Cirque Du Soleil's Kooza, which is in Atlanta through March 1, had me laughing so hard I nearly Kooza'ed on myself!
I had the opportunity to experience Cirque Du Soleil's Kooza in Atlanta with my girlfriend. Her opinion of the show was that it was "great", but I think a bit more analysis is warranted. As an avid fan of Cirque Du Soleil I was extremely happy with the show and enjoyed the aerobatics, clowning, theatrics and music as always yet even for a Cirque veteran like me there were still a few surprises.
I had heard that Kooza was a step back to the early days of Cirque Du Soleil when shows had less of a story line and more of an even flow of entertainment, but what I saw tonight left me with the impression that Kooza was created with the idea of pushing the limits of the circus arts to new limits while rekindling the focus on clowning. If you have not seen the show stop reading now as what I am about to discuss may constitute a spoiler.
The opening of Kooza was very surprising for me. Like most shows it started with clowns in the audience, but not just 3 to 6 like in other touring shows, with many of them all over big top from the time the doors opened until the curtain was drawn back unveiling the relatively modest set. The set for Kooza is relatively unassuming by Cirque standards - the usual roman arena seating wrapping 260 degrees around the circular stage, a massive yet simple curtain used to conceal the delights that await and a large three level traveling tower called the "Bataclan". The set serves the production well as it does not compete with the performance and instead serves to enable many of the gags and trickery that come in a Cirque production.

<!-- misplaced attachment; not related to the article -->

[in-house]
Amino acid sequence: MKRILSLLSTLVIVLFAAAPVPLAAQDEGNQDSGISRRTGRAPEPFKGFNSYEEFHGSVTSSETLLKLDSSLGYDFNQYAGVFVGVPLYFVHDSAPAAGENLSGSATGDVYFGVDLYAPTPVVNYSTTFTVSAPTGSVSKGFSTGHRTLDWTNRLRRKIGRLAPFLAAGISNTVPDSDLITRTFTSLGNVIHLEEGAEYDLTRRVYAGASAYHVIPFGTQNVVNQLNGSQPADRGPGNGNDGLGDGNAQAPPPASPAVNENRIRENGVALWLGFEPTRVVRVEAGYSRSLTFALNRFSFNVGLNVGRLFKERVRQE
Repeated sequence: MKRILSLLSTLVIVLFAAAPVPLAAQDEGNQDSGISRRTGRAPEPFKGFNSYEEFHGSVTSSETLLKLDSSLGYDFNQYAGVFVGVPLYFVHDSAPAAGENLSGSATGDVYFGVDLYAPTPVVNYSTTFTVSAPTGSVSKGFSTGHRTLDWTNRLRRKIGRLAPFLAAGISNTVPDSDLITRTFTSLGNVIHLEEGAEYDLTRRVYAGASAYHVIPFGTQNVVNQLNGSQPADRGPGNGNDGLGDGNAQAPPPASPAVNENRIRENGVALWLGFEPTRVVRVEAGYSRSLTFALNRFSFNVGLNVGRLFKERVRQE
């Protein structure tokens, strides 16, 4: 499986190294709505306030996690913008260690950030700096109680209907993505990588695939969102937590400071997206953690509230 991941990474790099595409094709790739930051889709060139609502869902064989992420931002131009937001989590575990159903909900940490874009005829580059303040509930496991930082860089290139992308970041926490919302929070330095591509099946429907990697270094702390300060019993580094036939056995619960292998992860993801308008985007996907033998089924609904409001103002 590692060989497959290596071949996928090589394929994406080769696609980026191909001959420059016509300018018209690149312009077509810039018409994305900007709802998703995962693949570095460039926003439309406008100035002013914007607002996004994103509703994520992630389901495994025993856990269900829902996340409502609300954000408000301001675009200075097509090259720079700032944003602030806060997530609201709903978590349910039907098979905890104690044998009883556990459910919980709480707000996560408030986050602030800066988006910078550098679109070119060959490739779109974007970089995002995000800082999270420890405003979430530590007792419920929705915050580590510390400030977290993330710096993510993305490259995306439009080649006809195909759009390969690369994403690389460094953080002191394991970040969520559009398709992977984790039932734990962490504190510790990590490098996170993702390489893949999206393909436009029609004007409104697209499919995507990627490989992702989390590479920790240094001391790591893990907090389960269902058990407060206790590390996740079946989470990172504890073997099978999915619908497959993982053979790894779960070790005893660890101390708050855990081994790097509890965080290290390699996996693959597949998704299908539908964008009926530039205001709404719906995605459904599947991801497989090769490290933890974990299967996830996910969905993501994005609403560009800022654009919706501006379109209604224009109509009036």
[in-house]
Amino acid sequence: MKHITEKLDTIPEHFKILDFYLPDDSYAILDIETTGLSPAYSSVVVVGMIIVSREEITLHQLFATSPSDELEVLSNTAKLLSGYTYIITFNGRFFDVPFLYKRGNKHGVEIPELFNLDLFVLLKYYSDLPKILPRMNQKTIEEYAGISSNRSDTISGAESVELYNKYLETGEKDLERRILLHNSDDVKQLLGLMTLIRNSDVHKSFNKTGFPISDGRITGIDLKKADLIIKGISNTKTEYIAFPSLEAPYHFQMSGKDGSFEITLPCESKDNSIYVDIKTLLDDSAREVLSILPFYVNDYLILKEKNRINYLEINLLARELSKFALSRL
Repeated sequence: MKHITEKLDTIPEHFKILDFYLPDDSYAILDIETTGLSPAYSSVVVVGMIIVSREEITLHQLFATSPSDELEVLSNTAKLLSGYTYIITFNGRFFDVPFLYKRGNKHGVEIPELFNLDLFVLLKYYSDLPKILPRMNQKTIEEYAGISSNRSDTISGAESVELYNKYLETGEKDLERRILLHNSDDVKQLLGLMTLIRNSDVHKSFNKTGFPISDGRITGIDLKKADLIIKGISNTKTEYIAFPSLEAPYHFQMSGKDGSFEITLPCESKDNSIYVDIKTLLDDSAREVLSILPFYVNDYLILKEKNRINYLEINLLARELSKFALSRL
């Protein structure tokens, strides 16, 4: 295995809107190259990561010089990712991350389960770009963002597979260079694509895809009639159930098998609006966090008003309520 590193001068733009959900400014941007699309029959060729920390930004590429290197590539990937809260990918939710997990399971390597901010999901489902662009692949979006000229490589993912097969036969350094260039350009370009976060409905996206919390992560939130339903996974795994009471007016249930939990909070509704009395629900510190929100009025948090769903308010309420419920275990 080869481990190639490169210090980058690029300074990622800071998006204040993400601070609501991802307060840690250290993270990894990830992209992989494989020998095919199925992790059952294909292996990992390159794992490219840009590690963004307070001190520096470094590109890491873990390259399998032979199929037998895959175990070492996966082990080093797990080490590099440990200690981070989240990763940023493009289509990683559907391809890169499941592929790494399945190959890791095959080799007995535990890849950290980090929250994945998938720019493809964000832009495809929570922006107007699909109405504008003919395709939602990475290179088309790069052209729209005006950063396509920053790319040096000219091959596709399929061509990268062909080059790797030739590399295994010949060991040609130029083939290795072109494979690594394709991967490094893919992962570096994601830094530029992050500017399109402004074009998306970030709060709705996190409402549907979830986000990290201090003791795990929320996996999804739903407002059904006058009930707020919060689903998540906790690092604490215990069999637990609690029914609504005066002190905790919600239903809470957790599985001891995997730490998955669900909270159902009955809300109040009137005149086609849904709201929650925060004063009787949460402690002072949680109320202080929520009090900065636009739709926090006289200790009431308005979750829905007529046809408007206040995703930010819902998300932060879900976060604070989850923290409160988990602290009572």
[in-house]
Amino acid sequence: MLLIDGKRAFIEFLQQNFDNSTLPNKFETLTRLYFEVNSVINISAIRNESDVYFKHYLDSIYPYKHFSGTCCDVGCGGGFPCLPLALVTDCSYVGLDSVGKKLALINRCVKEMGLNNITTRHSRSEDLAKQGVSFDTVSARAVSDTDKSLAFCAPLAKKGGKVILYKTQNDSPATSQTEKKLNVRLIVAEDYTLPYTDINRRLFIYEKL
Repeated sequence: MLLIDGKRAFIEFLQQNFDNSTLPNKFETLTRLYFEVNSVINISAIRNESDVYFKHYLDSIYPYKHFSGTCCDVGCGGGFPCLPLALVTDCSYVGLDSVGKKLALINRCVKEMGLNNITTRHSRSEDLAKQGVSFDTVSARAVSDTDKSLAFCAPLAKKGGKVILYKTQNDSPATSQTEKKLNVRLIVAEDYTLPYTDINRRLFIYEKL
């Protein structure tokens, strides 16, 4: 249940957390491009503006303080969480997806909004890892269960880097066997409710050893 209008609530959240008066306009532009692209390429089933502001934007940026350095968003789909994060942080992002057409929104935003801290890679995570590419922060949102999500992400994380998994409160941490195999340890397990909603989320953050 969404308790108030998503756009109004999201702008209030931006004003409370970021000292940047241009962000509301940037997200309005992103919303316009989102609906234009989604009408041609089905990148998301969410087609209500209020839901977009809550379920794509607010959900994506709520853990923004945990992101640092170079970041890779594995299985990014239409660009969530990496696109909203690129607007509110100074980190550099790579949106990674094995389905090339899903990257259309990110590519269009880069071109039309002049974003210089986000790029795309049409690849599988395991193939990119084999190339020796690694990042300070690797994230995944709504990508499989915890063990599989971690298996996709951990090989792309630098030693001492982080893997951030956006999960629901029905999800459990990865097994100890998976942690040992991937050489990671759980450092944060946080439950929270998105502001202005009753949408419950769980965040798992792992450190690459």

The acts were excellent and contained what I consider the most important aspect of any acrobatic performance - passion. All of the performers seemed to find a bit of the circus performance gumption that was present when Cirque started years ago. Not only did they get the crowd going by putting on a fabulous show, but they were verbose and played to the audience injecting the crowd with a fantastic energy.
The music was fitting to the moment and at times surprisingly intense and at others surprisingly mellow, but never what one could call mainstream. The two singers are less present on the stage than I have seen in other shows, but their presence is known when they take center stage on the Bataclan as they bellow out beautifully haunting lyrics.
By the way - can someone tell me how to get a seat at Section 201, Row J, Seat 1? Oh yeah...and the female "volunteer" - she sure does seem to go to a lot of shows and get "volunteered" a lot.
Go and see the show. Hopefully you will enjoy it as much as I did.